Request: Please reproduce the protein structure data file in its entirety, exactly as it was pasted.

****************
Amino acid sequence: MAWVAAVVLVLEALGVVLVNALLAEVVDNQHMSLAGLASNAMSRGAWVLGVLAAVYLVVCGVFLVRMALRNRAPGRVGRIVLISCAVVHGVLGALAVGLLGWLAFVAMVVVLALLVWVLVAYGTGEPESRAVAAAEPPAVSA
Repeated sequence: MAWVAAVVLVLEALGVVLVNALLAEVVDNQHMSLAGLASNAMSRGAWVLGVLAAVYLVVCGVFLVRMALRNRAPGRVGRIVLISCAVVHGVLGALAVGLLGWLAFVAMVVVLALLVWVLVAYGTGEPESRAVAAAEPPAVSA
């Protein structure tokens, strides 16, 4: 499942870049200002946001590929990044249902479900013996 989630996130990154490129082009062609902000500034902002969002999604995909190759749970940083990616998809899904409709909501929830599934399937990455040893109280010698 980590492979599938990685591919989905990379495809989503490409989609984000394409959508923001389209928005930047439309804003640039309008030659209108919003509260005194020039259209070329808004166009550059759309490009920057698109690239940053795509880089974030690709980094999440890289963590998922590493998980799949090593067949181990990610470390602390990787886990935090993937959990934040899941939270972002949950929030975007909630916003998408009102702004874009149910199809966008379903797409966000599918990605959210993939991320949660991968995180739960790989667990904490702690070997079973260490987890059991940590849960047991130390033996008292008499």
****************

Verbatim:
Amino acid sequence: MAWVAAVVLVLEALGVVLVNALLAEVVDNQHMSLAGLASNAMSRGAWVLGVLAAVYLVVCGVFLVRMALRNRAPGRVGRIVLISCAVVHGVLGALAVGLLGWLAFVAMVVVLALLVWVLVAYGTGEPESRAVAAAEPPAVSA
Repeated sequence: MAWVAAVVLVLEALGVVLVNALLAEVVDNQHMSLAGLASNAMSRGAWVLGVLAAVYLVVCGVFLVRMALRNRAPGRVGRIVLISCAVVHGVLGALAVGLLGWLAFVAMVVVLALLVWVLVAYGTGEPESRAVAAAEPPAVSA
């Protein structure tokens, strides 16, 4: 499942870049200002946001590929990044249902479900013996 989630996130990154490129082009062609902000500034902002969002999604995909190759749970940083990616998809899904409709909501929830599934399937990455040893109280010698 980590492979599938990685591919989905990379495809989503490409989609984000394409959508923001389209928005930047439309804003640039309008030659209108919003509260005194020039259209070329808004166009550059759309490009920057698109690239940053795509880089974030690709980094999440890289963590998922590493998980799949090593067949181990990610470390602390990787886990935090993937959990934040899941939270972002949950929030975007909630916003998408009102702004874009149910199809966008379903797409966000599918990605959210993939991320949660991968995180739960790989667990904490702690070997079973260490987890059991940590849960047991130390033996008292008499």